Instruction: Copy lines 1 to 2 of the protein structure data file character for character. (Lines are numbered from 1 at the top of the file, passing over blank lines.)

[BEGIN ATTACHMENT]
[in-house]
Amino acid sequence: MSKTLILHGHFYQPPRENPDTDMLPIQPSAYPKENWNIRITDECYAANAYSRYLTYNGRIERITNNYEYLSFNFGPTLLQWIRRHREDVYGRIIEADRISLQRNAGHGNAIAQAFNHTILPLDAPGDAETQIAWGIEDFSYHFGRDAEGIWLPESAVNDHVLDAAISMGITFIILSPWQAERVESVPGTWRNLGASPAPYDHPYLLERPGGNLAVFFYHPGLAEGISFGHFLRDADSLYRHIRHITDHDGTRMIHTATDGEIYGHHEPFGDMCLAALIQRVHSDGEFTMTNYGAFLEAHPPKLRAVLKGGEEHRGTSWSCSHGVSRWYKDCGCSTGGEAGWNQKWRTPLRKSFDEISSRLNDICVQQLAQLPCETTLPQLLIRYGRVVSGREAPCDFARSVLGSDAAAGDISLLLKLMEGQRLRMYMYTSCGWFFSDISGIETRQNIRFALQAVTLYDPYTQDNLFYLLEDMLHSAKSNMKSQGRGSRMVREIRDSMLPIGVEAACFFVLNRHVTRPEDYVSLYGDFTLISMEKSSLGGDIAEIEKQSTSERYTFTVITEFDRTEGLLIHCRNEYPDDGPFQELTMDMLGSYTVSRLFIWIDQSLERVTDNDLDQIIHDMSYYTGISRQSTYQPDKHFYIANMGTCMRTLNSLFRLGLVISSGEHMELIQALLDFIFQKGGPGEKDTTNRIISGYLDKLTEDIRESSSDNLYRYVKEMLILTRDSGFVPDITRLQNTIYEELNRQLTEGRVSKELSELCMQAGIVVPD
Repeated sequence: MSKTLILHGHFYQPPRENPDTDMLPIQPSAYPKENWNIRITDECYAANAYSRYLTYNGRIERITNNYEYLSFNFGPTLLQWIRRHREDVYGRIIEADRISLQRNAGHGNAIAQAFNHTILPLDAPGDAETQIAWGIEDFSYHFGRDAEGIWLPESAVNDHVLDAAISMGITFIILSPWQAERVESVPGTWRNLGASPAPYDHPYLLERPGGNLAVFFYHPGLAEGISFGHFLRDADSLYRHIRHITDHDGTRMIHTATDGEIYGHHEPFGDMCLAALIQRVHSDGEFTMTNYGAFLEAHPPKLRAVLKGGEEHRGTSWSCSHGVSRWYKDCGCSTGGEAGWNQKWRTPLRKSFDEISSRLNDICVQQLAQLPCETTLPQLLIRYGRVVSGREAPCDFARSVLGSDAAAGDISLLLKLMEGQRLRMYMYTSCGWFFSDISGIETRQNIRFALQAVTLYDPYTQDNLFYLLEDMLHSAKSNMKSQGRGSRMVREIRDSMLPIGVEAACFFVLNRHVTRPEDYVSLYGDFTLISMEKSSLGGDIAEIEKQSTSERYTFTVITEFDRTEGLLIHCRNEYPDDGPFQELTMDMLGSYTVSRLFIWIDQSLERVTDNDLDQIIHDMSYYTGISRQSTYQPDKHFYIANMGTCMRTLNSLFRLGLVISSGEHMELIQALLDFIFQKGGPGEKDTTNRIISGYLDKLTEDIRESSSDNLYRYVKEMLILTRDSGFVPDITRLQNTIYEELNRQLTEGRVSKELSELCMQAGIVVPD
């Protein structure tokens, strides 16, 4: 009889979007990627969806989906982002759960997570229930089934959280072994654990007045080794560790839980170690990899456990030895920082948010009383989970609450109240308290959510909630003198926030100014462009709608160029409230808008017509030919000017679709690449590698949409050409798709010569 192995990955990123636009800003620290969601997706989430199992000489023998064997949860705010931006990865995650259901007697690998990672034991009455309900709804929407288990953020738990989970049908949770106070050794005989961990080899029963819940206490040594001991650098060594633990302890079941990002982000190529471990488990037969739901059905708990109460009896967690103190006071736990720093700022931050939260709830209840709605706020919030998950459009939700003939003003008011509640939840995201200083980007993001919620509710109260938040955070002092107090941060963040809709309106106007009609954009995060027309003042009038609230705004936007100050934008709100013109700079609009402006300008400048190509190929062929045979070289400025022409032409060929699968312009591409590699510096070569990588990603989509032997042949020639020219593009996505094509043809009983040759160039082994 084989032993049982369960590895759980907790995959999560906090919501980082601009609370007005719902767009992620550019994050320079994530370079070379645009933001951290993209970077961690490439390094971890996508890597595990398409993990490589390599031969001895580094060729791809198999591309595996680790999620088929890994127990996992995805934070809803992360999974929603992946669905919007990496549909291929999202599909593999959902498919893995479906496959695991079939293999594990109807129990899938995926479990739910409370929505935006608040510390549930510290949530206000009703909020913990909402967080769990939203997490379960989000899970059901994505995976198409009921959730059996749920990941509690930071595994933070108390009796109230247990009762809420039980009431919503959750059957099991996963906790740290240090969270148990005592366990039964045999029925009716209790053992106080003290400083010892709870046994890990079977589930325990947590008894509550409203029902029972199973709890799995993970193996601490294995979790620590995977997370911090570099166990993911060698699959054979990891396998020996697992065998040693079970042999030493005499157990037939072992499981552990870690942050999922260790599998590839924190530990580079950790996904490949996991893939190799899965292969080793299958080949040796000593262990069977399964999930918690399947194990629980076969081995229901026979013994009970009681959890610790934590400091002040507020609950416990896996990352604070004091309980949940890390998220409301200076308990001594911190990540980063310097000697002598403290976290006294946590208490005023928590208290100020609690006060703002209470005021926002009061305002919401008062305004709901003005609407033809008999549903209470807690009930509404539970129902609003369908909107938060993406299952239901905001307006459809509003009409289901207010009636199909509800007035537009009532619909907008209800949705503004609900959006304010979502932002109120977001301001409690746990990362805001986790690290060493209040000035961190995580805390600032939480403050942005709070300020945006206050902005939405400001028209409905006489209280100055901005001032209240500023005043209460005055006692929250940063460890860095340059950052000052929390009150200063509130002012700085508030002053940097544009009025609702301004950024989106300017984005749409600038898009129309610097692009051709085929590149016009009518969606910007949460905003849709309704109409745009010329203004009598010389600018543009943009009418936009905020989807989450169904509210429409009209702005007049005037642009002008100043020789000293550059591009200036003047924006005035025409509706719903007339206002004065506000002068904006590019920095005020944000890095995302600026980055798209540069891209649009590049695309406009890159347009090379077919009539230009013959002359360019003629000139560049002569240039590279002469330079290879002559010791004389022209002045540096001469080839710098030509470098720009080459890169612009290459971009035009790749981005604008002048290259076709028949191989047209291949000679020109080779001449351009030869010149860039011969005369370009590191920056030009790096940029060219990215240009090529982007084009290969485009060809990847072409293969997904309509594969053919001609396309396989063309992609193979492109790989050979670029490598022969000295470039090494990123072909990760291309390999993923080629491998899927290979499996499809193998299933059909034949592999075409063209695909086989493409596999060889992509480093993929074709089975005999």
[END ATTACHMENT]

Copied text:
[in-house]
Amino acid sequence: MSKTLILHGHFYQPPRENPDTDMLPIQPSAYPKENWNIRITDECYAANAYSRYLTYNGRIERITNNYEYLSFNFGPTLLQWIRRHREDVYGRIIEADRISLQRNAGHGNAIAQAFNHTILPLDAPGDAETQIAWGIEDFSYHFGRDAEGIWLPESAVNDHVLDAAISMGITFIILSPWQAERVESVPGTWRNLGASPAPYDHPYLLERPGGNLAVFFYHPGLAEGISFGHFLRDADSLYRHIRHITDHDGTRMIHTATDGEIYGHHEPFGDMCLAALIQRVHSDGEFTMTNYGAFLEAHPPKLRAVLKGGEEHRGTSWSCSHGVSRWYKDCGCSTGGEAGWNQKWRTPLRKSFDEISSRLNDICVQQLAQLPCETTLPQLLIRYGRVVSGREAPCDFARSVLGSDAAAGDISLLLKLMEGQRLRMYMYTSCGWFFSDISGIETRQNIRFALQAVTLYDPYTQDNLFYLLEDMLHSAKSNMKSQGRGSRMVREIRDSMLPIGVEAACFFVLNRHVTRPEDYVSLYGDFTLISMEKSSLGGDIAEIEKQSTSERYTFTVITEFDRTEGLLIHCRNEYPDDGPFQELTMDMLGSYTVSRLFIWIDQSLERVTDNDLDQIIHDMSYYTGISRQSTYQPDKHFYIANMGTCMRTLNSLFRLGLVISSGEHMELIQALLDFIFQKGGPGEKDTTNRIISGYLDKLTEDIRESSSDNLYRYVKEMLILTRDSGFVPDITRLQNTIYEELNRQLTEGRVSKELSELCMQAGIVVPD